Of course the goal is to put out the fire, but there are objectives of very high priority that include protecting wilderness, wildlife, cultural and botanical values throughout the footprint of the fire and the surrounding area. Those objectives are clearly stated and updated, posted on the board at the briefing area.
The people working here never forget that all these logistics are in support of the most important part of any fire camp – the firefighters. Working long shifts in heat, smoke and challenging terrain takes a toll both physically and mentally, and when crews come in off the line, filthy and exhausted, they need three things – food, shower and sleep.
Needing 4,000 – 5,000 calories a day to fuel their bodies, firefighters take full advantage of the chow provided to them by the contractors running the food service at camp.
In order to feed 2,000 people, they need 1,500 pounds of meat, 200 gallons of coffee, 1,900 breakfasts, 2,800 bag lunches, 2,000 dinners, 500 dozen eggs, 46,000 bottles of water and Gatorade and 4,000 pounds of ice every single day. There were also waffles, syrup and butter, juices, oatmeal and dry cereal, plus high energy goodies such as raisins and cookies.
While waiting in line for meals, folks can peruse the information board where they’ll find the latest editions of a local newspaper, especially the sports section, along with comics, crossword puzzles and word jumbles for anyone wishing to scratch in the answer to a clue .
Everyone is also encouraged to add one of the colored push-pins to the map of the United States, showing their home town. California is stuffed full of pins, but there are also pins where firefighters have drawn in their countries, one from England, and one from as far away as Armenia.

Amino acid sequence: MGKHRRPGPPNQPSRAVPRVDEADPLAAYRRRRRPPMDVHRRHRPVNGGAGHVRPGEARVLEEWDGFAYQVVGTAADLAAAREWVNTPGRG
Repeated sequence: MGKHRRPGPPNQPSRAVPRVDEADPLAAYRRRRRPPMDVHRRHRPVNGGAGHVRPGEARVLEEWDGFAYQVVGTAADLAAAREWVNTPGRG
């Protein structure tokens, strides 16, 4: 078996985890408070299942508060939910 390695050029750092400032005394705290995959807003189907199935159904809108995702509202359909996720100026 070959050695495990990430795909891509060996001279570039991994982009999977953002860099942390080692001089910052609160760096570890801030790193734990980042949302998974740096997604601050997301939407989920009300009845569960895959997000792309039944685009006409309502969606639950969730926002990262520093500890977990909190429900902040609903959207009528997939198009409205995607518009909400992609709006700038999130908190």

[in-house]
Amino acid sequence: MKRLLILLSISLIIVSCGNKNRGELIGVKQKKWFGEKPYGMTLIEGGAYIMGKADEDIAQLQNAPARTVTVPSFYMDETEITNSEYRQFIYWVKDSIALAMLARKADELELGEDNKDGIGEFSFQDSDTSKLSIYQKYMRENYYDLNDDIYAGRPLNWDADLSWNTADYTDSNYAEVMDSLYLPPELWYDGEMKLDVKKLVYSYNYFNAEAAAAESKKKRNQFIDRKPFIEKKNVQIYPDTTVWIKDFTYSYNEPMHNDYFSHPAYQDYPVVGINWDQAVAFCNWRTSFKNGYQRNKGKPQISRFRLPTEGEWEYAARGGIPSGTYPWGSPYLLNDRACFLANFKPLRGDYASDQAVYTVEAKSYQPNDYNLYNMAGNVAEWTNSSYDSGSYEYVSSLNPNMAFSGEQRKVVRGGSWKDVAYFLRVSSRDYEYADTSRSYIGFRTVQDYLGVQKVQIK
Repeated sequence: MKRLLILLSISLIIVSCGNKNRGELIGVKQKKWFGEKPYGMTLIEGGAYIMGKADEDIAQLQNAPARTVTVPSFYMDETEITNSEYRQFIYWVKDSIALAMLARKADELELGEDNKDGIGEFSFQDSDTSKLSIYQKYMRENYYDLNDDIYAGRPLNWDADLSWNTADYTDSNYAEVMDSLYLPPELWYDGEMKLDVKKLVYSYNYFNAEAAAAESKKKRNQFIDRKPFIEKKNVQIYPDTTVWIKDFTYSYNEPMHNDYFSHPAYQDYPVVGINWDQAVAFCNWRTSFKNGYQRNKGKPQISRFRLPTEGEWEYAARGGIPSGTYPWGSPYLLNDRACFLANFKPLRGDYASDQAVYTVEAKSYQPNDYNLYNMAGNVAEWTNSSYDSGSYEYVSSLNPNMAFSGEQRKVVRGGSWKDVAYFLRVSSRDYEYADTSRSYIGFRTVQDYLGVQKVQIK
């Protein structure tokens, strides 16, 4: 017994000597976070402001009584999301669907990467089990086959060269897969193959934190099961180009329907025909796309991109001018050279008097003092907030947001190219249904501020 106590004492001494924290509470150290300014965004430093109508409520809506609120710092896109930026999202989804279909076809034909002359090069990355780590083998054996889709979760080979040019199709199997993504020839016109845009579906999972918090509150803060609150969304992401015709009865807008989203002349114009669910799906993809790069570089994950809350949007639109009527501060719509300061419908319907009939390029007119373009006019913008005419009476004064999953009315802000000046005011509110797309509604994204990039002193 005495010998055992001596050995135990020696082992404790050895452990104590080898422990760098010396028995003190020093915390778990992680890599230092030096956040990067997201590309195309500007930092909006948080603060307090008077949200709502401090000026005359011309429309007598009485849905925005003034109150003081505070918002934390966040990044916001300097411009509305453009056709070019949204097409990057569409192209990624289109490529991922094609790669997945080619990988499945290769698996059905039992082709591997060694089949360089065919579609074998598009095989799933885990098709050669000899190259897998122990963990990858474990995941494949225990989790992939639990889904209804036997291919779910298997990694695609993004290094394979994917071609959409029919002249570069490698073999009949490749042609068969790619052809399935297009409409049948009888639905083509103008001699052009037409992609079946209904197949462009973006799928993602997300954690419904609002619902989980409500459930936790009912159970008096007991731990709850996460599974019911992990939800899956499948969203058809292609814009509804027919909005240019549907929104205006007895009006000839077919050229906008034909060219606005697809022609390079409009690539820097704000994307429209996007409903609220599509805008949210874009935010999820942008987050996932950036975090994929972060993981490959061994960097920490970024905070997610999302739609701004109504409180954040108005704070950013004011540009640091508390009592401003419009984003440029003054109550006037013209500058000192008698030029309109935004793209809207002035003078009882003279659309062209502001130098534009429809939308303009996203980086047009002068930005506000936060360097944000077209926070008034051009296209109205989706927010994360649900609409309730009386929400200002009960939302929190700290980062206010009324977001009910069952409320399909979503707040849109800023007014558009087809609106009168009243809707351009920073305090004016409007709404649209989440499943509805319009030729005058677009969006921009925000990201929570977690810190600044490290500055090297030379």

All through camp there are colorful little “kites,” stuck to message boards and power poles, lining trailers and washing stations – messages from kids thanking the firefighters “for being so brave,” and “for working so hard to put out the fire,” many with crayon drawings of flames and hoses, and stick fire people. And many that just say “We love you.”
There are two full-service shower trailers at camp, each with eight individual shower units and changing rooms.
“We provide shower shoes, paper towels, soap, and a bodywash/shampoo combination,” said the gentleman in charge of the operation. “These are cleaned twice a day and are absolutely spotless. No more bladder bags hanging from a tree.”
The gray water is collected underneath, and fresh water is housed in the center of the trailer.
There is a big box that dispenses paper bath towels, but these are not like any paper towel you have ever seen. They are thick and dense and are the size of a bath towel.